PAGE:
Your photos should at least be 615 x 345 and 615 x 447. I suggest creating a new folder on your Facebook called Band Photos. This way they’re easily accessible to journalists and fans. There’s nothing worse than having to dig through an entire website to find two good photos for a news article or interview. Make the original version of the photos available for download via your official band website. That way, they are available to be easily, downloaded and used. Make sure when you’re sending an attachment email photo that the file size isn’t huge.
It’s important to credit the photographer. They put in the dedication and want credit for their work just as you do. You can credit them by simply including the name and a link back to their website, or by using a watermark. Photographers are often taken for granted, so being courteous will get you in their good graces. Most zines remove their names or do not care, but if you make an attempt, you’re doing the right thing.
Here are some examples of great promotional photos featuring PUP. I’m using them as an example because I am a huge fan of them as people and musicians, and their photos are pleasantly crisp and clean.
Cover Photos: The cover photo is the big banner that’s up top on your band’s Facebook. Make sure it looks nice and corresponds with your latest album or tour. I should be album to look up top and tell what the name of your latest album is or the tour dates you have coming up.Take this example from Winnipeg punk legends, Propagandhi. On the cover photo it lets me know that ‘Victory Lap’ is their latest album and it’s out now on Epitaph Records. It’s simple, easy to read and ties in with your music.
Or if you’re a band on tour, take this example from Massachusetts punk veterans, A Wilhelm Scream. It lets us know when and where they’re on tour and who they’re with. It’s not cluttered and is easy to read. If you’re on tour, make sure you include the tour listing in the caption of the cover image.
Additional cover photo examples:
Here’s an example of a good cover photo by Cancer Bats. It’s nice because it has a band photo, their logo and the info on their latest album:
Here’s another example from Seaway: It’s easy to read and lets people know when the album will be released.
Tour apps: included somewhere on your official page and included on a tour app for Facebook such as Bandsintown. This way fans don’t have to scroll through your entire feed to find the tour date information.
This is how you properly write dates:
Sharptooth Tour Dates:
Oct 29 – Gainesville, FL – FEST 16
Nov 1 – Augusta, GA – The Iron Heights
Nov 2 – Apex, NC – The Lodge
Nov 4 – Howell, NJ – Loud Fest @ Game Changer World
Dec 15 – Worcester, MA – Palladium
Jan 16 – Detroit, MI – Magic Stick
Jan 17 – Chicago, IL – Bottom Lounge
Jan 18 – Minneapolis, MN – Amsterdam Bar & Hall
Jan 19 – Lawrence, KS – The Granada
Jan 20 – Denver, CO – Summit
Jan 21 – Salt Lake City, UT – Metro Music Hall
Jan 23 – Boise, ID – Knitting Factory
Jan 24 – Seattle, WA – El Corazon
Jan 25 – Portland, OR – Hawthorne Theater
Jan 26 – San Francisco, CA – Slim’s
Jan 27 – Santa Ana, CA – Constellation Room
Jan 28 – Los Angeles, CA – Troubadour
Jan 30 – San Diego, CA – Soma
Jan 31 – Phoenix, AZ – Club Red
Feb 2 – Austin, TX – Mohawk
Feb 3 – Houston, TX – Walters
Feb 4 – Dallas, TX – Gas Monkey Bar & Grill
Feb 6 – Atlanta, GA – Masquerade
Feb 7 – Nashville, TN – Exit In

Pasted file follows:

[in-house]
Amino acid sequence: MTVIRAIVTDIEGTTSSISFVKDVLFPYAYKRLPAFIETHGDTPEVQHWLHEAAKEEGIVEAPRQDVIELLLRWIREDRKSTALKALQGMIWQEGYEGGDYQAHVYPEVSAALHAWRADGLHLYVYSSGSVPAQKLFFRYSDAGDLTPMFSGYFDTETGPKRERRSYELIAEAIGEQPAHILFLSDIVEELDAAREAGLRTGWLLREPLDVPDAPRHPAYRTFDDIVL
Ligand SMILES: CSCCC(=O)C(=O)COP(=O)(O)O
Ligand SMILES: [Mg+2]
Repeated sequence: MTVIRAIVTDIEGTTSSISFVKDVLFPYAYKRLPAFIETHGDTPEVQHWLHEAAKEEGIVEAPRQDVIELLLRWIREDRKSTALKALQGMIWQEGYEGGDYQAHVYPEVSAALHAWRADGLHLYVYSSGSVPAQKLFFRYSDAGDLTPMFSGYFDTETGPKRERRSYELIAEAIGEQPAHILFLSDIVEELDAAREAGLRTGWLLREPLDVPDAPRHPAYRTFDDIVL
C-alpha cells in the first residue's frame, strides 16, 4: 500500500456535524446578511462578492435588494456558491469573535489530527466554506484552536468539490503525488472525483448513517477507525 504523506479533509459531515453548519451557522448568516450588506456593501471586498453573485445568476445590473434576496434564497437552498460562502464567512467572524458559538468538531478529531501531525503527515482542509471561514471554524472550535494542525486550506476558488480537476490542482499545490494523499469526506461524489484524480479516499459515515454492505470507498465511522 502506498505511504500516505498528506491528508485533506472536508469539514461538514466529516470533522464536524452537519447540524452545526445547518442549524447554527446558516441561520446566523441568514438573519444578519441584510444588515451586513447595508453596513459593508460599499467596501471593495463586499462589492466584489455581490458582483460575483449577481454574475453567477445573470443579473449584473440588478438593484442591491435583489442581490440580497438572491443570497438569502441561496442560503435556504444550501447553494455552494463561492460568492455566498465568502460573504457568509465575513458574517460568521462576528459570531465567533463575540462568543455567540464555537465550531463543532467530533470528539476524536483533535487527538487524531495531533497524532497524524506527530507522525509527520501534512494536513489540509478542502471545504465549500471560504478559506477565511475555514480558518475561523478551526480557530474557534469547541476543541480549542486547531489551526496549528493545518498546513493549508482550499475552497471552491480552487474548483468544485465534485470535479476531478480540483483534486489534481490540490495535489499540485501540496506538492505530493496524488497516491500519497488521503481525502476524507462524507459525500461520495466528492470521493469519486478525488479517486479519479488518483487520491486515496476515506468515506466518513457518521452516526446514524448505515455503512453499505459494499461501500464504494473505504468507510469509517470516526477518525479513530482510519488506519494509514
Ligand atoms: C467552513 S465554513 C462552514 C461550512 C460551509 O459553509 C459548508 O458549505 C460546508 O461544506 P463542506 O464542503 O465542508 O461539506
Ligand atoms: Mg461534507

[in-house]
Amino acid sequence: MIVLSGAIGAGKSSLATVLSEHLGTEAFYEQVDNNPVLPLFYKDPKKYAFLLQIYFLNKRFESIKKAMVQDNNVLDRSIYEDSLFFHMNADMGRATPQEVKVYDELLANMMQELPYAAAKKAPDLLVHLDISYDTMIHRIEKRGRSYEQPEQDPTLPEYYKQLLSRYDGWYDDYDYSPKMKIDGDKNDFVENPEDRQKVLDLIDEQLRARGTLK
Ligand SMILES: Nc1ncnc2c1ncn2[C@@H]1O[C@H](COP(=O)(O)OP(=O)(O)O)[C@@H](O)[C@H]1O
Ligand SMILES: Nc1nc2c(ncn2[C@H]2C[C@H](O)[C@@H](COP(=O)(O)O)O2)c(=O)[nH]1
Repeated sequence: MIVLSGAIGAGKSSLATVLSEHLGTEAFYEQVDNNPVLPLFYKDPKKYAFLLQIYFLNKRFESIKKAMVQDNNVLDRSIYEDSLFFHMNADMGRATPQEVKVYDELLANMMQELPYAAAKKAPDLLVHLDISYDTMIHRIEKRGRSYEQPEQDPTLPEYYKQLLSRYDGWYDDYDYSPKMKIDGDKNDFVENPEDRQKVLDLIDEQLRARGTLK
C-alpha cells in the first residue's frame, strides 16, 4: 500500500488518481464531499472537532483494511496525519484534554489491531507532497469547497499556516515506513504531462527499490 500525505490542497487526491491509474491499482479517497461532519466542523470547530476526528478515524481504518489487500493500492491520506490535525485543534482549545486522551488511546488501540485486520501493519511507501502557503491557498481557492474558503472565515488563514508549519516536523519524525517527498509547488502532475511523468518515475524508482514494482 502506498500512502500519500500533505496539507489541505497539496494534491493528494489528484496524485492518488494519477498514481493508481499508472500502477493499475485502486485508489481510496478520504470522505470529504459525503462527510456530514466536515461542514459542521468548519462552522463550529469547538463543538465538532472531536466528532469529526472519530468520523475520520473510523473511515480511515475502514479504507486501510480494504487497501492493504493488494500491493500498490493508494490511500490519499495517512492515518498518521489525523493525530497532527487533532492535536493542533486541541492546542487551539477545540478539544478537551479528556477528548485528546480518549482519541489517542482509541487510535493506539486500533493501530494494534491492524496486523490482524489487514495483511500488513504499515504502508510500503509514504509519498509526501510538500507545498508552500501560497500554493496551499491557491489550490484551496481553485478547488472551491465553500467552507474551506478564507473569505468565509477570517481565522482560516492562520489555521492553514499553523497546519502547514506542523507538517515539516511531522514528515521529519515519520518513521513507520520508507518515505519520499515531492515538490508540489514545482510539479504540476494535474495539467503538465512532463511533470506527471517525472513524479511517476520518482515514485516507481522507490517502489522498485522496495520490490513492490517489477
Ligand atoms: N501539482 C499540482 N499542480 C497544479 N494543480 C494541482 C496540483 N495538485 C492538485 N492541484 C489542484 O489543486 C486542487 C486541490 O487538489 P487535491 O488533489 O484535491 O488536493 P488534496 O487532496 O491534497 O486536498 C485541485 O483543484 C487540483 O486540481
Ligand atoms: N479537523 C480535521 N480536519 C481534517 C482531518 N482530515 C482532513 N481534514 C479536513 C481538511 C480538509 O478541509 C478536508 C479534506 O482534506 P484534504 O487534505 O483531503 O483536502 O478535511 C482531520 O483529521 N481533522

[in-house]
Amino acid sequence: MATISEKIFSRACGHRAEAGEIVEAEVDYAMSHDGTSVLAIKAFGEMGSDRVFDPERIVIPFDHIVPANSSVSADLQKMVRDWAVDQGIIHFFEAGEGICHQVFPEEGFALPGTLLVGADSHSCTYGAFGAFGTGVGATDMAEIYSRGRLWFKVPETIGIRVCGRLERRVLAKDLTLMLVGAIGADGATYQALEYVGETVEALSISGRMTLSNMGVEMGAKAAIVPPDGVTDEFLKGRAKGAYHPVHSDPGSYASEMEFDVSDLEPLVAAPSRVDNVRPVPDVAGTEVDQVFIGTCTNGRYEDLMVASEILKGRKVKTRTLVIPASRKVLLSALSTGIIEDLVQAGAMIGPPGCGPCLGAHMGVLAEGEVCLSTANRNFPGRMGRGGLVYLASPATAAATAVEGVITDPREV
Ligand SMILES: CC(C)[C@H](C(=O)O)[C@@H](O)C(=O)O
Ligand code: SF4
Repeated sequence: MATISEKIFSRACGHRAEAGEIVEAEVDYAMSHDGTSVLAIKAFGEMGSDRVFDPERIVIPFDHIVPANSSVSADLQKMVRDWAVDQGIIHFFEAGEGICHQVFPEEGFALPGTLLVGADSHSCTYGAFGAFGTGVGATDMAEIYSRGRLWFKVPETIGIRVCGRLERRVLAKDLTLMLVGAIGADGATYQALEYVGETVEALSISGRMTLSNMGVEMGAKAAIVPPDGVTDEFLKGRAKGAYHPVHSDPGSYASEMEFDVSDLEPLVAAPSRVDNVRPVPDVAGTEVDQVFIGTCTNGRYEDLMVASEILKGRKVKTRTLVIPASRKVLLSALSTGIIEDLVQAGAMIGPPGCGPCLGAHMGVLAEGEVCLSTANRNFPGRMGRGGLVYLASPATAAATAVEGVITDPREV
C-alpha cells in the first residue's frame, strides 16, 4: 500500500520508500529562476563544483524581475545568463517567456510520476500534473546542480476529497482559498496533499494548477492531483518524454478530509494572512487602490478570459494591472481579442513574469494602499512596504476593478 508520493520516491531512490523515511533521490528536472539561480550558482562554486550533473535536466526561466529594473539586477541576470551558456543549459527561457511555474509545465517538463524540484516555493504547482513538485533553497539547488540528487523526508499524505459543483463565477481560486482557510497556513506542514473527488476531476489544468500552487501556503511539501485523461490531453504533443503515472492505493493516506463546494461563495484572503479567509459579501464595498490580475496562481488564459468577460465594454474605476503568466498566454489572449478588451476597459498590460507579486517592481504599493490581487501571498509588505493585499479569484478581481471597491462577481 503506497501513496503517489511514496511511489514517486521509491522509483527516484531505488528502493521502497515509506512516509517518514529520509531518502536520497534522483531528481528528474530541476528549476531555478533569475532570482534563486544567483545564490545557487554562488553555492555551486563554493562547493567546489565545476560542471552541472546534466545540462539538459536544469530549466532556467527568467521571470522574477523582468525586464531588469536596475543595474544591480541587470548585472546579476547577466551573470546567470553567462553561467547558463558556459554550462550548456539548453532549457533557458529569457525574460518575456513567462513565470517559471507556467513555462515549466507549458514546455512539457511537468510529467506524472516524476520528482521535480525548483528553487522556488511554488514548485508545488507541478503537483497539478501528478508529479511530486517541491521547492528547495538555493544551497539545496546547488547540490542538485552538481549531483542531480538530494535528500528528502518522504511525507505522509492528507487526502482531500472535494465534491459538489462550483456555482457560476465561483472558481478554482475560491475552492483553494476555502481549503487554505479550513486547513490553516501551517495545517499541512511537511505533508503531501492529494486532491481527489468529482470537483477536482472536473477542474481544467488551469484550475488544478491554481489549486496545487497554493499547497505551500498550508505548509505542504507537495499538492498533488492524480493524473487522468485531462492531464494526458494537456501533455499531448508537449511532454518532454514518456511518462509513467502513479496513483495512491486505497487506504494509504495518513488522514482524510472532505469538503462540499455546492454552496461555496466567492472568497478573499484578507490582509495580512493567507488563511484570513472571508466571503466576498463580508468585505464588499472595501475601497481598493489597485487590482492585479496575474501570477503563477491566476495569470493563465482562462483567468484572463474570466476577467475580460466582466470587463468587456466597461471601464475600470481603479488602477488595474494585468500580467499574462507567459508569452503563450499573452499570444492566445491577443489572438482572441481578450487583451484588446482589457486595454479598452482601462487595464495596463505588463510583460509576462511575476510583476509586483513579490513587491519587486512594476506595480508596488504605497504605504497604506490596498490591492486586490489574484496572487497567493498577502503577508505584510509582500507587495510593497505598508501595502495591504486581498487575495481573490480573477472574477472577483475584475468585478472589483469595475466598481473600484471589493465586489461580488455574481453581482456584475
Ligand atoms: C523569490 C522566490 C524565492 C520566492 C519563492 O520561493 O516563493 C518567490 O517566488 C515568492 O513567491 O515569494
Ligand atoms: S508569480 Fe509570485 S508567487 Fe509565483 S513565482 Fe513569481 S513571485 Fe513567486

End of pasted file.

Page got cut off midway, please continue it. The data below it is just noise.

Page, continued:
Feb 8 – Cleveland, OH – Grog Shop
Feb 9 – Pittsburgh, PA – Mr. Small’s
Feb 10 – Washington, DC – U Street Music Hall
Feb 11 – New York, NY – Highline Ballroom
Why do you write the dates like this? I prefer to write the month and dates in words (ex. Feb. 6) because if you use numbers, it might confuse people. In America, in order to write the date Feb. 6 in numbers, you write the month first 02/06 but in Europe you’d write the day first, (06/02), and I find that to be a bit confusing because I have dyscalculia. I find abbreviating the months makes it easier for people like me. The spaces and hyphen create nice separation too. I bold and underline the band name and words “tour dates” because it differentiates it from the tour dates listing. After the date, write the city name, state abbreviation, a hyphen and the venue name in initial caps.
NEVER LEAVE TOUR DATE INFORMATION BLANK OR TO BE ANNOUNCED BEFORE SUBMITTING IT FOR COVERAGE: As a zine writer, one of the most frustrating problems I’ve encountered is when information is missing such as a venue or a certain aspect of the date left blank or to be announced. Never do this because the dates will not be published and make sure everything is lined up. You’re lucky to get coverage once. If you announced a few dates later, they might not be covered.
Tour Flyers: Tour flyers are fine, but if you include them, make them easy to read and always include written out dates with the flyer. Why? Because it’s easier to read and can be quickly copy and pasted.
A good size for tour flyers that you post as a timeline post or in an email is 800px x 1064. That way the poster is big and can easily be resized without distorting the image quality.
Credit Pouzza Fest:
Bio: One of the hardest tasks to accomplish is to write a good band bio. It’s hard to boil your band’s existence and importance down to a few paragraphs to people who probably don’t know who you are, or have a reason to care about you yet.
Don’t get cute. Bands attempt to write a quirky bio because they think it will be interesting and make them stand out as original and funny. Let me let you in a little secret: Every band thinks they’re funny. Unless you’re Propagandhi, you’re probably not funny. Get straight to the point. Tell people what kind of music you play, what you’ve done and what your latest album is. An example is Propagandhi released their latest album Victory Lap, on September 19, 2017 through Epitaph Records.